Perimenopause heavy bleeding can have a real impact on your day-to-day, work, and personal lives. No one should have to go through this without support and help from their healthcare provider. Read on to find out which heavy period treatments are effective.
What you need to know about menopause and heavy periods
You may experience heavy, irregular, and/or more frequent bleeding during menopause
There are very effective treatments for heavy bleeding during perimenopause
Heavy periods can make you iron deficient or even anemic and make you feel exhausted
Heavy bleeding is absolutely a valid reason for consulting your health practitioner
Heavy periods during menopause can be miserable and have a huge impact on life. You don’t have to put up with it!
See what treatments are right for you
Taking action about perimenopause heavy periods
The first thing that I tell those who come to see me is that they are not alone and they do not have to put up with this.
For such a long time, heavy periods and their real impact on people’s lives have been taboo subjects. The expectation is for you to soldier on in silence. My rule of thumb is that you should be able to do whatever you normally do in your life without your periods getting in the way. So, if your period is getting in the way of how you live and your ability to get on with your regular day-to-day activities, then it’s time to do something about it and see your healthcare provider.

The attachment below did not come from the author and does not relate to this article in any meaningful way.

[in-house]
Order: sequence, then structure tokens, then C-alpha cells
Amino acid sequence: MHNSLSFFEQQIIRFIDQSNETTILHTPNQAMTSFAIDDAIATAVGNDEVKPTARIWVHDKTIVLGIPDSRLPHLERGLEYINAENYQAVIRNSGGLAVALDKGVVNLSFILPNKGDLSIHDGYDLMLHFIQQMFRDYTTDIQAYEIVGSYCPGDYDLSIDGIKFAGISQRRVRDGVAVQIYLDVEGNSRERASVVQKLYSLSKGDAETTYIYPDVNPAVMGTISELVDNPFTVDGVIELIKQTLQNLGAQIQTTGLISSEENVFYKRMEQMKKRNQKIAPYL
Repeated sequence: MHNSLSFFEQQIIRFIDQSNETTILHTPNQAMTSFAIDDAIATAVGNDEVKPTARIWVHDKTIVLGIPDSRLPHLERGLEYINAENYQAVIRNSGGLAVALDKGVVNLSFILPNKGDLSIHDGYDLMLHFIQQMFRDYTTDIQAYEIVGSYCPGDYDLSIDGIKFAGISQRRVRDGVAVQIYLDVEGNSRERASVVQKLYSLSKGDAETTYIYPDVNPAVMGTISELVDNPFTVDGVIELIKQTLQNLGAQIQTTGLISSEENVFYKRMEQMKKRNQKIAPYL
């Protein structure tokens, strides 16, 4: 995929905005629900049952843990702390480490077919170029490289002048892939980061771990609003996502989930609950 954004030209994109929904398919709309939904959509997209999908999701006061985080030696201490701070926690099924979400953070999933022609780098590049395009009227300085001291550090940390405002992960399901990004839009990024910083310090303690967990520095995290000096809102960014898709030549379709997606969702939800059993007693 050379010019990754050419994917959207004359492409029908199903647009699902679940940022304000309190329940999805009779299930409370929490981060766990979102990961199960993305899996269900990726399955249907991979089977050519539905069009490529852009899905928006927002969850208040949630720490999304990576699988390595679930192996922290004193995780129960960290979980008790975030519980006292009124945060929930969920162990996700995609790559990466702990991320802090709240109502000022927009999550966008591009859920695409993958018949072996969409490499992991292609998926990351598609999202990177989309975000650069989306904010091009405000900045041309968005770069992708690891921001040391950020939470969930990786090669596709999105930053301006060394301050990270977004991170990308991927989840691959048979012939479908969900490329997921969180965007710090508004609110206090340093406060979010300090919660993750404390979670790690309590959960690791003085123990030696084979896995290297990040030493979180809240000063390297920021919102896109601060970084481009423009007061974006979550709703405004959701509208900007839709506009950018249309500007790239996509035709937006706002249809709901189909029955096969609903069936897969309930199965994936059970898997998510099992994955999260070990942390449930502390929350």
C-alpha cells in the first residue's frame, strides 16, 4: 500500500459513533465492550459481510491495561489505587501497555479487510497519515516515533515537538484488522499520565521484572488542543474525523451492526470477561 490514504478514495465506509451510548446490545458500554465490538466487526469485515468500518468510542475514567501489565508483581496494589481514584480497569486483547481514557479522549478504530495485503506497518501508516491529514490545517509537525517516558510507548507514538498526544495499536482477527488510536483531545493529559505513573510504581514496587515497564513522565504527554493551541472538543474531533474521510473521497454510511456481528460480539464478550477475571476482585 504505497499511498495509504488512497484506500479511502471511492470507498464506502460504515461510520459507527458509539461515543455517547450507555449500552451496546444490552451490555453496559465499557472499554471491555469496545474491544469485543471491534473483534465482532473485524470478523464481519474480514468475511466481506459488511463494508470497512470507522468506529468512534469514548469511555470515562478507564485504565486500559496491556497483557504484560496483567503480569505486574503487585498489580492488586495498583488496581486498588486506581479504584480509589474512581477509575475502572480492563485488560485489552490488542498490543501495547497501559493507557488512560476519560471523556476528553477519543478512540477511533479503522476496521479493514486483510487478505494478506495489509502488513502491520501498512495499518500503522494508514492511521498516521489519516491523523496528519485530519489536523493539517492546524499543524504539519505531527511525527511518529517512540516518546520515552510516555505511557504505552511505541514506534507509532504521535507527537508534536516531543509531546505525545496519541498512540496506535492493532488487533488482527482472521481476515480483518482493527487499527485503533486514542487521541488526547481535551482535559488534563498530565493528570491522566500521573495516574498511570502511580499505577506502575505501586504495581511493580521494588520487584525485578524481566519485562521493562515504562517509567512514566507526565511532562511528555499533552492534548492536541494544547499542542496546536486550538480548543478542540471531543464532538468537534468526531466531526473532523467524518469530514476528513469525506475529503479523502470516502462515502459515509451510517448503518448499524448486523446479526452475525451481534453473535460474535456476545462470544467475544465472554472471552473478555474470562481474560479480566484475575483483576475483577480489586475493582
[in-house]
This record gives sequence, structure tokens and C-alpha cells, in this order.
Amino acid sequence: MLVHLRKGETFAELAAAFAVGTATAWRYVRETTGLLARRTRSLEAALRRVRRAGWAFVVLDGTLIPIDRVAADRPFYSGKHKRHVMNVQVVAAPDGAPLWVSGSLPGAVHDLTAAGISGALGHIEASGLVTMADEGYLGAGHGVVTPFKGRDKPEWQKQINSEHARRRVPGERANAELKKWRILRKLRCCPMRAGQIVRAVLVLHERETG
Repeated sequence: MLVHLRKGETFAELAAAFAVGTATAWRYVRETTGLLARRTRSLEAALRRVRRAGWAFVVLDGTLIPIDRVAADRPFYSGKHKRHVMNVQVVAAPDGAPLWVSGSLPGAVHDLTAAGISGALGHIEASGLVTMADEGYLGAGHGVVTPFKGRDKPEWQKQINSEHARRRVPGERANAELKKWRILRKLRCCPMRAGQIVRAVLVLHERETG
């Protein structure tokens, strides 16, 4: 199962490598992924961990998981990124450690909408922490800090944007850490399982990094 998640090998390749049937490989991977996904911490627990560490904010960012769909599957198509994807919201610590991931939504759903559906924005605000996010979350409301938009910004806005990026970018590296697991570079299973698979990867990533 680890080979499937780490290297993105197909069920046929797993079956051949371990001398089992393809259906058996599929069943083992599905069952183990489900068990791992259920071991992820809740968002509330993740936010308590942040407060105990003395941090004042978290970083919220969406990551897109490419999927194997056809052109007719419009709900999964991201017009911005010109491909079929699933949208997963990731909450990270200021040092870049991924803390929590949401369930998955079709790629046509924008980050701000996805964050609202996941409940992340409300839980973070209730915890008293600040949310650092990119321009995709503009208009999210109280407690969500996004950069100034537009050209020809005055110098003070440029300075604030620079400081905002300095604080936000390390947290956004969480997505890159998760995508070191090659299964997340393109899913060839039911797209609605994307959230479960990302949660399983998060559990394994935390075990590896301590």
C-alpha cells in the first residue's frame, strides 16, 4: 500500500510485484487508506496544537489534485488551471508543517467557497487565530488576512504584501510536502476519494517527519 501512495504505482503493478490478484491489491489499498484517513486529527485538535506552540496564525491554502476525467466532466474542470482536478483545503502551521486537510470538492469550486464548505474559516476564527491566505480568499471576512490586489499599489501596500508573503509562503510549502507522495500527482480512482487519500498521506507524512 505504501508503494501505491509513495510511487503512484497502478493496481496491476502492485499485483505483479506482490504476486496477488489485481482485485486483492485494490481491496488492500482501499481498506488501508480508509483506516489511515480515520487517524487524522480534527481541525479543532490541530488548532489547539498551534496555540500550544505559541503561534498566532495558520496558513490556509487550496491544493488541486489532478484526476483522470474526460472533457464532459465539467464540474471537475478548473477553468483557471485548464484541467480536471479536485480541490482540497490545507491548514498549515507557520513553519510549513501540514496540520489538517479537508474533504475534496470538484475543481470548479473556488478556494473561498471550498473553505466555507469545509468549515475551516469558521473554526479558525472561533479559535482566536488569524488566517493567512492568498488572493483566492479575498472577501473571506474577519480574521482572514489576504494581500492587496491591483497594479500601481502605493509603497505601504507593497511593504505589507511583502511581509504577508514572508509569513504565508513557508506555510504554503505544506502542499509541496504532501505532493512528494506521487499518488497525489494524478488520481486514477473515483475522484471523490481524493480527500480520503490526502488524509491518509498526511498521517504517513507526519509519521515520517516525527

What are the signs of heavy periods during menopause?
- Your period is getting in the way of your ability to get on with your regular day
- Blood flooding through your sanitary protection and clothes during the day
- Your bed clothes are soaked with blood during the night
- You’re changing your tampon or pad more frequently, for example, every hour
- You’re experiencing unusually heavy and/or painful periods
- Your heavy period lasts longer than seven days
- Doubling up on sanitary protection all the time
- You’re passing large clots of blood during your period – the size of a quarter or larger
You can be at work and suddenly realize you are flooding through your clothes, affecting your confidence and getting in the way of your normal working day. Plus, you can often find yourself waking up in a blood-soaked bed during the night.
What heavy period treatment is available?
Once you’ve seen your healthcare provider and know that your perimenopause heavy periods are part of your menopause journey, there are a variety of very effective treatments available.
Non-hormonal, taken when you are bleeding
- Tranexamic acid (TXA) or mefenamic acid (Ponstan) taken during your period to reduce bleeding and cramping
Hormone treatment, taken all the time